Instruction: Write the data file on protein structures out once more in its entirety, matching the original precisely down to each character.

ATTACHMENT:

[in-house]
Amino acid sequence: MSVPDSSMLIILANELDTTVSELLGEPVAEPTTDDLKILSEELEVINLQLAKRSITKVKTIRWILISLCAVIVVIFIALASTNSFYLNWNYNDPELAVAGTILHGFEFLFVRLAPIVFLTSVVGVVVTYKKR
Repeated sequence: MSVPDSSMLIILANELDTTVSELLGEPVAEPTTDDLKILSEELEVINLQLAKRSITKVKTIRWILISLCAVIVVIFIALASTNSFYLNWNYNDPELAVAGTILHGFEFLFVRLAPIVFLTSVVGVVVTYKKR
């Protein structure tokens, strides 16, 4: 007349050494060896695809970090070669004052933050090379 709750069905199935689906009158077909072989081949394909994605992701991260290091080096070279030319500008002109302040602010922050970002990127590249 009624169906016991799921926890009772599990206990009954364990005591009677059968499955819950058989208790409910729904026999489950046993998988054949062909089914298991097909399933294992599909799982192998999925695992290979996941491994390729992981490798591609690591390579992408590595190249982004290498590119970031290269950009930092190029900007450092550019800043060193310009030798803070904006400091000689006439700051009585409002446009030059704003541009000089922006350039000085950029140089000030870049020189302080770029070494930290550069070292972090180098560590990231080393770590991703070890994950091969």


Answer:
[in-house]
Amino acid sequence: MSVPDSSMLIILANELDTTVSELLGEPVAEPTTDDLKILSEELEVINLQLAKRSITKVKTIRWILISLCAVIVVIFIALASTNSFYLNWNYNDPELAVAGTILHGFEFLFVRLAPIVFLTSVVGVVVTYKKR
Repeated sequence: MSVPDSSMLIILANELDTTVSELLGEPVAEPTTDDLKILSEELEVINLQLAKRSITKVKTIRWILISLCAVIVVIFIALASTNSFYLNWNYNDPELAVAGTILHGFEFLFVRLAPIVFLTSVVGVVVTYKKR
């Protein structure tokens, strides 16, 4: 007349050494060896695809970090070669004052933050090379 709750069905199935689906009158077909072989081949394909994605992701991260290091080096070279030319500008002109302040602010922050970002990127590249 009624169906016991799921926890009772599990206990009954364990005591009677059968499955819950058989208790409910729904026999489950046993998988054949062909089914298991097909399933294992599909799982192998999925695992290979996941491994390729992981490798591609690591390579992408590595190249982004290498590119970031290269950009930092190029900007450092550019800043060193310009030798803070904006400091000689006439700051009585409002446009030059704003541009000089922006350039000085950029140089000030870049020189302080770029070494930290550069070292972090180098560590990231080393770590991703070890994950091969």